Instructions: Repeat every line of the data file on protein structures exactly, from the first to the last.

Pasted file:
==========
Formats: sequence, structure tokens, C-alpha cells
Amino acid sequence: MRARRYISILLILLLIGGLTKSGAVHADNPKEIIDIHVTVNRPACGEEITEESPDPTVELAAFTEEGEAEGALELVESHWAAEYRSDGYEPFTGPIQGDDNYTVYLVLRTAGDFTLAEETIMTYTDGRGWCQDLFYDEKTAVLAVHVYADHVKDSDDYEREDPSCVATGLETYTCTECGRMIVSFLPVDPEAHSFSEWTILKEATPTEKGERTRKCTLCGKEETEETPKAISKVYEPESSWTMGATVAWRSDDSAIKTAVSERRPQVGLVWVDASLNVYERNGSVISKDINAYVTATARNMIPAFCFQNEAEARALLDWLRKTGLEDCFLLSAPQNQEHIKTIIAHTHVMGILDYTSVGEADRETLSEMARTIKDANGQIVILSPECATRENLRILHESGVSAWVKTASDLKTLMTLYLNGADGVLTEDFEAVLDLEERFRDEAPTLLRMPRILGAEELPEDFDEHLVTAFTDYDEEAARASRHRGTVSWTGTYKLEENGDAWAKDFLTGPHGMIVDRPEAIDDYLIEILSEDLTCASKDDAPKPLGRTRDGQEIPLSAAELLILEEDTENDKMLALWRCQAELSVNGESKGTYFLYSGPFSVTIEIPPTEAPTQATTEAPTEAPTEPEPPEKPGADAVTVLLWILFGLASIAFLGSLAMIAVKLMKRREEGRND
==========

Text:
Formats: sequence, structure tokens, C-alpha cells
Amino acid sequence: MRARRYISILLILLLIGGLTKSGAVHADNPKEIIDIHVTVNRPACGEEITEESPDPTVELAAFTEEGEAEGALELVESHWAAEYRSDGYEPFTGPIQGDDNYTVYLVLRTAGDFTLAEETIMTYTDGRGWCQDLFYDEKTAVLAVHVYADHVKDSDDYEREDPSCVATGLETYTCTECGRMIVSFLPVDPEAHSFSEWTILKEATPTEKGERTRKCTLCGKEETEETPKAISKVYEPESSWTMGATVAWRSDDSAIKTAVSERRPQVGLVWVDASLNVYERNGSVISKDINAYVTATARNMIPAFCFQNEAEARALLDWLRKTGLEDCFLLSAPQNQEHIKTIIAHTHVMGILDYTSVGEADRETLSEMARTIKDANGQIVILSPECATRENLRILHESGVSAWVKTASDLKTLMTLYLNGADGVLTEDFEAVLDLEERFRDEAPTLLRMPRILGAEELPEDFDEHLVTAFTDYDEEAARASRHRGTVSWTGTYKLEENGDAWAKDFLTGPHGMIVDRPEAIDDYLIEILSEDLTCASKDDAPKPLGRTRDGQEIPLSAAELLILEEDTENDKMLALWRCQAELSVNGESKGTYFLYSGPFSVTIEIPPTEAPTQATTEAPTEAPTEPEPPEKPGADAVTVLLWILFGLASIAFLGSLAMIAVKLMKRREEGRND